Home' My Ballarat : July 2011 Contents City of Ballarat Community Magazine July 2011
Lake Wendouree update
For the first time since the summer of 2003 lake weed will be harvested
across the entire 123 hectare area of Lake Wendouree, with cutting due
to be completed by September in time for the start of the aquatic sports
Council recently awarded two contracts for the work which will see up to four
harvesters used to cut the lake weed. Around 300 cubic metres of weed,
weighing in at around 40 tonnes, will be cut each day.
Members of the public wanting to use lake weed for garden compost can pick
it up free of charge from Victoria Park, in Gillies Street, opposite Council’s
Cr Judy Verlin, Growth and Development Portfolio Councillor, says the work will
ensure that rowers and sailors in particular can begin their season unhindered
by the heavy growth of aquatic plants which have been a problem since
water returned to the lake.
“This is a positive sign that things really are returning to normal”.
Prior to the lake dr ying out, the lake weed was harvested annually to allow
the smooth passage of boats and water craft.
With the rapid return of water and re-colonisation of the Lake in recent
months Council has undertaken restricted harvesting. Independent ecological
advice was that the risk of large algal blooms would increase if large scale
har vesting of aquatic plants from the Lake was allowed during its initial
re-filling phase. Aquatic plants consume and store nutrients introduced into
the lake by storm, ground and recycled water, which otherwise would be a
food source for algae.
Works are again underway and the contractors have brought in additional
equipment to hasten the dredging rate to ensure the work is completed
ahead of the coming spring season.
The dredging is taking place along 1750 metres of the rowing course,
deepening it by 0.5 metres. The sediments collected from the dredging are
being deposited within two of the existing reed beds to create permanent
shallow wetlands. Deepening the rowing course will mean that Lake Wendouree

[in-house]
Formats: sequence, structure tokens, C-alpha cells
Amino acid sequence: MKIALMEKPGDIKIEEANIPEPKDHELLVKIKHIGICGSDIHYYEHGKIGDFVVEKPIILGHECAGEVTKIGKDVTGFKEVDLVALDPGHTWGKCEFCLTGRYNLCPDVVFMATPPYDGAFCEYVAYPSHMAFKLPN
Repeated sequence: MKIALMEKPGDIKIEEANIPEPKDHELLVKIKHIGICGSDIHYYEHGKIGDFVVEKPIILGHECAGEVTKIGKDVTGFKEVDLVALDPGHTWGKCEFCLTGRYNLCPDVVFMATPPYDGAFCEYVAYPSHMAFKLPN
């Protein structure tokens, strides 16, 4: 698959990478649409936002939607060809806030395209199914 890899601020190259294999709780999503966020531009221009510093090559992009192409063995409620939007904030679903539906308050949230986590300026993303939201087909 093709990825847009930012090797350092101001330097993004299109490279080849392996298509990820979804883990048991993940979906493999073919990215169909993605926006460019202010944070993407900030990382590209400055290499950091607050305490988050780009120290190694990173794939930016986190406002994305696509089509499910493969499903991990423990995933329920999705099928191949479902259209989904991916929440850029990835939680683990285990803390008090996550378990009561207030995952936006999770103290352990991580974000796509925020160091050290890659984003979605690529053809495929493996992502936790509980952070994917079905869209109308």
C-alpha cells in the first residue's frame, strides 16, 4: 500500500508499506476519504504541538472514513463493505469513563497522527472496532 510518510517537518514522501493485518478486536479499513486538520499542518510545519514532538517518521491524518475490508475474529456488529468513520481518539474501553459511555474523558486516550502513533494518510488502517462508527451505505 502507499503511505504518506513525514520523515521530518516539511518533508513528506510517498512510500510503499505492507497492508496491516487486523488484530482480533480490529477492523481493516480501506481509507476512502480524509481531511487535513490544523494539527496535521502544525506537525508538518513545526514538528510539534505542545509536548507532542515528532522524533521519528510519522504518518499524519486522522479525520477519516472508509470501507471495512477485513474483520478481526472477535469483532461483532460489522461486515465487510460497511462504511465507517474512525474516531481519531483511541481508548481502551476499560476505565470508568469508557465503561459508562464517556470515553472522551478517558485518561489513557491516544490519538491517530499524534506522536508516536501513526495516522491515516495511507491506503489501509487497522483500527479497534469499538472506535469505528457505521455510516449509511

will meet all national rowing competition standards. It will also ensure that
if water levels drop again, there will still be sufficient depth for training and
state standard regattas, safeguarding the sport against future drought and
extremes of weather.
Since the Lake filled, supplies of recycled water, ground water and diverted
storm water have ceased and it is unlikely that these sources will need to
be drawn upon in the near future, as Council is aiming to maintain the Lake
level between 10 and 12 cm below full. This will allow dredging to continue
The dredging of the rowing course has experienced delays due to the floods
and consequent unexpected filling of the Lake. Once the Lake exceeded its full
level, works were suspended until a normal water level could be regained.
Managing the water levels
An additional weir gate structure has been installed at the Lake to regulate
water levels by slowly releasing water after large storm events. Prior to this
installation only one outfall was operating, a bi-wall structure located on
the eastern shore. Council is confident that the new weir gate will allow for
sufficient water to be released so that the surrounding storm water system
can cope with heavy rain fall.
The Lake level can be observed at two locations. One marker is positioned
on the bi-wall structure opposite Devon Street, and the other at the end of
the Isthmus near the Olympic Precinct.
These two gauges have been adjusted following resur veying to ensure they
are set at the same level.
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